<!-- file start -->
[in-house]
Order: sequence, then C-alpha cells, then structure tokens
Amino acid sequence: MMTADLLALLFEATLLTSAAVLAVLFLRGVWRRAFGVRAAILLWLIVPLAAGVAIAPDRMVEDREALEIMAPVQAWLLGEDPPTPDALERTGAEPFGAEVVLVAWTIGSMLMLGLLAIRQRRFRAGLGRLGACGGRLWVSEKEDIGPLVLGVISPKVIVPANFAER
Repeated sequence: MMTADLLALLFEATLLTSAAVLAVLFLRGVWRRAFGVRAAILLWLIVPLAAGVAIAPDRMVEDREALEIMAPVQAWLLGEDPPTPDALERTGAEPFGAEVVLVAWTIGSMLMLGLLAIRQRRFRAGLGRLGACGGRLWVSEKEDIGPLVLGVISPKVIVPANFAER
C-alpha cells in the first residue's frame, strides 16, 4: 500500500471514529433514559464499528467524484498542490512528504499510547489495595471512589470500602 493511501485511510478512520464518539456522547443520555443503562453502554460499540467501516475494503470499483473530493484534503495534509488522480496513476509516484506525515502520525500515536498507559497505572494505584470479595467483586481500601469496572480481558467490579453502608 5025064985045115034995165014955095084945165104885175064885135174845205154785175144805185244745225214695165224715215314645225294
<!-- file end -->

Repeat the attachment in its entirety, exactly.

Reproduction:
[in-house]
Order: sequence, then C-alpha cells, then structure tokens
Amino acid sequence: MMTADLLALLFEATLLTSAAVLAVLFLRGVWRRAFGVRAAILLWLIVPLAAGVAIAPDRMVEDREALEIMAPVQAWLLGEDPPTPDALERTGAEPFGAEVVLVAWTIGSMLMLGLLAIRQRRFRAGLGRLGACGGRLWVSEKEDIGPLVLGVISPKVIVPANFAER
Repeated sequence: MMTADLLALLFEATLLTSAAVLAVLFLRGVWRRAFGVRAAILLWLIVPLAAGVAIAPDRMVEDREALEIMAPVQAWLLGEDPPTPDALERTGAEPFGAEVVLVAWTIGSMLMLGLLAIRQRRFRAGLGRLGACGGRLWVSEKEDIGPLVLGVISPKVIVPANFAER
C-alpha cells in the first residue's frame, strides 16, 4: 500500500471514529433514559464499528467524484498542490512528504499510547489495595471512589470500602 493511501485511510478512520464518539456522547443520555443503562453502554460499540467501516475494503470499483473530493484534503495534509488522480496513476509516484506525515502520525500515536498507559497505572494505584470479595467483586481500601469496572480481558467490579453502608 5025064985045115034995165014955095084945165104885175064885135174845205154785175144805185244745225214695165224715215314645225294